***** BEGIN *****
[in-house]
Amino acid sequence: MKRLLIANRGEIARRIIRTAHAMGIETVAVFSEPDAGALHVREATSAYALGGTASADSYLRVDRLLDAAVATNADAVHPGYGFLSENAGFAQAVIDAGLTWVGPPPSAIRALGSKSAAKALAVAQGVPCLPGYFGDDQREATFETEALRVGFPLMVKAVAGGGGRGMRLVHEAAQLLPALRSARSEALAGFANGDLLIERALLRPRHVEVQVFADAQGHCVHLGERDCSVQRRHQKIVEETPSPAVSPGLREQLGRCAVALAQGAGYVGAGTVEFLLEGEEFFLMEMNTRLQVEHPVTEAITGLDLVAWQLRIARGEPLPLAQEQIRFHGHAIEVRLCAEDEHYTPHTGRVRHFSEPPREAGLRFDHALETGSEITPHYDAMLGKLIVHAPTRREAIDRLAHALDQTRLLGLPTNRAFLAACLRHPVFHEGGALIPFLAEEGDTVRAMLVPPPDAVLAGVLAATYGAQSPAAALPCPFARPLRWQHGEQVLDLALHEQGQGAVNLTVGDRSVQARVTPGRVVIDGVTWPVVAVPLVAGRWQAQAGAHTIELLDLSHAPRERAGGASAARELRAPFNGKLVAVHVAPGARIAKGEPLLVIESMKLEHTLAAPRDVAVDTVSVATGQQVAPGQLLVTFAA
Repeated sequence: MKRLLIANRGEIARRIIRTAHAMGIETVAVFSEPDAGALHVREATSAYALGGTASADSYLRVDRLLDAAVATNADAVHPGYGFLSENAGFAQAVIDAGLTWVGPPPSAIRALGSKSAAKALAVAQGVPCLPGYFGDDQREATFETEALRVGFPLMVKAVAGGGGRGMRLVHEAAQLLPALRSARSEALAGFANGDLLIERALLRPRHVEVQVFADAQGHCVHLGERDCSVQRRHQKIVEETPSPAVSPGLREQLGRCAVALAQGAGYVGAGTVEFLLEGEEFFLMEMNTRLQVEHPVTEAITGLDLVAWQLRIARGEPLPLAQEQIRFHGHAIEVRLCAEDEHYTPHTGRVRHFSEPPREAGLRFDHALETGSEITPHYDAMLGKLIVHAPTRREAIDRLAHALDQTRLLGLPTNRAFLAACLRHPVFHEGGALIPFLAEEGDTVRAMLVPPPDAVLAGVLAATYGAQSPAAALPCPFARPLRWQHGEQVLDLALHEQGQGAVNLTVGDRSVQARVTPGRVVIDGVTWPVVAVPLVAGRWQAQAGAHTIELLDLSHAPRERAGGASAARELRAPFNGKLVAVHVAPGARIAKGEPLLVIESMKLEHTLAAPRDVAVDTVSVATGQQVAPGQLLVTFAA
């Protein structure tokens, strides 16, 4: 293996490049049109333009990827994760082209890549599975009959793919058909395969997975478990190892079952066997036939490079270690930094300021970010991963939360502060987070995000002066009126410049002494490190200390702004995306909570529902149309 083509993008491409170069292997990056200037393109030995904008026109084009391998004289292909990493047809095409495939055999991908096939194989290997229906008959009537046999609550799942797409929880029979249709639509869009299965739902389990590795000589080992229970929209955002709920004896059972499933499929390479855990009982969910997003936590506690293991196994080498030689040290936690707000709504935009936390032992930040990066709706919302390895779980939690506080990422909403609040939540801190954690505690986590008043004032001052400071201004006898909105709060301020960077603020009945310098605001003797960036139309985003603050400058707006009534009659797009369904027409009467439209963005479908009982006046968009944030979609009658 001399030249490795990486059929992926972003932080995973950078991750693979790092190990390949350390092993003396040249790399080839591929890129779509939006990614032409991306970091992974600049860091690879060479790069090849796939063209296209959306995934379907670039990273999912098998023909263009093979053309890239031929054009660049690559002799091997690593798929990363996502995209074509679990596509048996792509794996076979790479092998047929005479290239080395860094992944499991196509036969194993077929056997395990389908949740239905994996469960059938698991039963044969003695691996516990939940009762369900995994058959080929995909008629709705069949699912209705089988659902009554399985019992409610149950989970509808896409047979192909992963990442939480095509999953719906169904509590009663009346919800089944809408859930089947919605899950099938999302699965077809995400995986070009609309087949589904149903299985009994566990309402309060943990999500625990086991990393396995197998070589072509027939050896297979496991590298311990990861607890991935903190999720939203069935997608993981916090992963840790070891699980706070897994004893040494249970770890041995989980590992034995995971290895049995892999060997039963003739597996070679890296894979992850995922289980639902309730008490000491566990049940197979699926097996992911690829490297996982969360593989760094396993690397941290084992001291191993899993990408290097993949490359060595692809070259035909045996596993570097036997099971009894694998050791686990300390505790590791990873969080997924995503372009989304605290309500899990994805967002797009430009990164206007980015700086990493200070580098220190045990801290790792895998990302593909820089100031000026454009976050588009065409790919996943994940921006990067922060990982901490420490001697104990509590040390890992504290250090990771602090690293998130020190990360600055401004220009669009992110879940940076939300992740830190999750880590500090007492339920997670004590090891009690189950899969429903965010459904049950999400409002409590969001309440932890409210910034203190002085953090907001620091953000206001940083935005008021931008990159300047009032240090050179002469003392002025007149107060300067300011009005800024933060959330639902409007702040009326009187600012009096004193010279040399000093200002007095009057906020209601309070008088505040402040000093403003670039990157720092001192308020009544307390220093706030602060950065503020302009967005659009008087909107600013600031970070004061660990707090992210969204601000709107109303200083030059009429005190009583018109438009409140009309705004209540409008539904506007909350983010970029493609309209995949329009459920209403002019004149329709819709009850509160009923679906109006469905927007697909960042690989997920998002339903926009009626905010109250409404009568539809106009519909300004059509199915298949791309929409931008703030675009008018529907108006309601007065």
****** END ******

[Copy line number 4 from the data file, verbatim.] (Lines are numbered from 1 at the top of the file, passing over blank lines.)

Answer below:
């Protein structure tokens, strides 16, 4: 293996490049049109333009990827994760082209890549599975009959793919058909395969997975478990190892079952066997036939490079270690930094300021970010991963939360502060987070995000002066009126410049002494490190200390702004995306909570529902149309 083509993008491409170069292997990056200037393109030995904008026109084009391998004289292909990493047809095409495939055999991908096939194989290997229906008959009537046999609550799942797409929880029979249709639509869009299965739902389990590795000589080992229970929209955002709920004896059972499933499929390479855990009982969910997003936590506690293991196994080498030689040290936690707000709504935009936390032992930040990066709706919302390895779980939690506080990422909403609040939540801190954690505690986590008043004032001052400071201004006898909105709060301020960077603020009945310098605001003797960036139309985003603050400058707006009534009659797009369904027409009467439209963005479908009982006046968009944030979609009658 001399030249490795990486059929992926972003932080995973950078991750693979790092190990390949350390092993003396040249790399080839591929890129779509939006990614032409991306970091992974600049860091690879060479790069090849796939063209296209959306995934379907670039990273999912098998023909263009093979053309890239031929054009660049690559002799091997690593798929990363996502995209074509679990596509048996792509794996076979790479092998047929005479290239080395860094992944499991196509036969194993077929056997395990389908949740239905994996469960059938698991039963044969003695691996516990939940009762369900995994058959080929995909008629709705069949699912209705089988659902009554399985019992409610149950989970509808896409047979192909992963990442939480095509999953719906169904509590009663009346919800089944809408859930089947919605899950099938999302699965077809995400995986070009609309087949589904149903299985009994566990309402309060943990999500625990086991990393396995197998070589072509027939050896297979496991590298311990990861607890991935903190999720939203069935997608993981916090992963840790070891699980706070897994004893040494249970770890041995989980590992034995995971290895049995892999060997039963003739597996070679890296894979992850995922289980639902309730008490000491566990049940197979699926097996992911690829490297996982969360593989760094396993690397941290084992001291191993899993990408290097993949490359060595692809070259035909045996596993570097036997099971009894694998050791686990300390505790590791990873969080997924995503372009989304605290309500899990994805967002797009430009990164206007980015700086990493200070580098220190045990801290790792895998990302593909820089100031000026454009976050588009065409790919996943994940921006990067922060990982901490420490001697104990509590040390890992504290250090990771602090690293998130020190990360600055401004220009669009992110879940940076939300992740830190999750880590500090007492339920997670004590090891009690189950899969429903965010459904049950999400409002409590969001309440932890409210910034203190002085953090907001620091953000206001940083935005008021931008990159300047009032240090050179002469003392002025007149107060300067300011009005800024933060959330639902409007702040009326009187600012009096004193010279040399000093200002007095009057906020209601309070008088505040402040000093403003670039990157720092001192308020009544307390220093706030602060950065503020302009967005659009008087909107600013600031970070004061660990707090992210969204601000709107109303200083030059009429005190009583018109438009409140009309705004209540409008539904506007909350983010970029493609309209995949329009459920209403002019004149329709819709009850509160009923679906109006469905927007697909960042690989997920998002339903926009009626905010109250409404009568539809106009519909300004059509199915298949791309929409931008703030675009008018529907108006309601007065």